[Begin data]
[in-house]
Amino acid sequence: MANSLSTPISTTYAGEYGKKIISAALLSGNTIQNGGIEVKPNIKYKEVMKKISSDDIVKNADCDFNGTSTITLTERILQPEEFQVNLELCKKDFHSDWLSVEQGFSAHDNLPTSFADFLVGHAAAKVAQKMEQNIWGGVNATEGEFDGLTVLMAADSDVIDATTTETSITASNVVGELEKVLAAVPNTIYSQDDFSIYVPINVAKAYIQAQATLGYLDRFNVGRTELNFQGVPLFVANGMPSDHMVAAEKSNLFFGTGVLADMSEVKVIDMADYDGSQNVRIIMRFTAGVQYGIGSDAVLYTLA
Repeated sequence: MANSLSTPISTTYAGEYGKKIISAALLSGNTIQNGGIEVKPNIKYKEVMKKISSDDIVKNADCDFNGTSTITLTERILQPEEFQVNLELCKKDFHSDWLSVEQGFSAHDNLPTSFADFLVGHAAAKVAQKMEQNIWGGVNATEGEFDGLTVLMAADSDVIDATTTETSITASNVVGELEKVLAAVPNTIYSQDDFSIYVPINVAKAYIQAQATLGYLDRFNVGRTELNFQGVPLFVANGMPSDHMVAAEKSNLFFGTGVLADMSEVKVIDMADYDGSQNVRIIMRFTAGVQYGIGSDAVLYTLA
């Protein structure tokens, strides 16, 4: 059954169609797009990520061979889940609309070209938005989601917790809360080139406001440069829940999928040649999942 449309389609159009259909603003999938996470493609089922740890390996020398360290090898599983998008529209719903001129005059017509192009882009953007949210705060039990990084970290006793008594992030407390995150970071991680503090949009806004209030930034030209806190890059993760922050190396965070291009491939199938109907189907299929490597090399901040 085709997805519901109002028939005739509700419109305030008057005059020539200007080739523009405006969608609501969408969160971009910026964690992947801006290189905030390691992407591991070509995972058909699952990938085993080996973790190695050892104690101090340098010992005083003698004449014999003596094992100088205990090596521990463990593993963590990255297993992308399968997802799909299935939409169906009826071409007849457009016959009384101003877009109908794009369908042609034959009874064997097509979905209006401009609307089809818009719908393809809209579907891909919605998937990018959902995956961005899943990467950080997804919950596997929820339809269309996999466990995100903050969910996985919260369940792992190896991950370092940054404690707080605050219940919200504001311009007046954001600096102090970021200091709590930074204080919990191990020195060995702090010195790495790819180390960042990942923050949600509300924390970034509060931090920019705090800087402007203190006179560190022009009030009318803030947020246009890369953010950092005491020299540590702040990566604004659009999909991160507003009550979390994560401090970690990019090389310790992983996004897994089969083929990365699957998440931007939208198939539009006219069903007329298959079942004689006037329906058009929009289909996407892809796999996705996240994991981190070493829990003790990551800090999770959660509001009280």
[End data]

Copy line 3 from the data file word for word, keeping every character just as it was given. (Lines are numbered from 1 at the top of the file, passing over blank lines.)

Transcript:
Repeated sequence: MANSLSTPISTTYAGEYGKKIISAALLSGNTIQNGGIEVKPNIKYKEVMKKISSDDIVKNADCDFNGTSTITLTERILQPEEFQVNLELCKKDFHSDWLSVEQGFSAHDNLPTSFADFLVGHAAAKVAQKMEQNIWGGVNATEGEFDGLTVLMAADSDVIDATTTETSITASNVVGELEKVLAAVPNTIYSQDDFSIYVPINVAKAYIQAQATLGYLDRFNVGRTELNFQGVPLFVANGMPSDHMVAAEKSNLFFGTGVLADMSEVKVIDMADYDGSQNVRIIMRFTAGVQYGIGSDAVLYTLA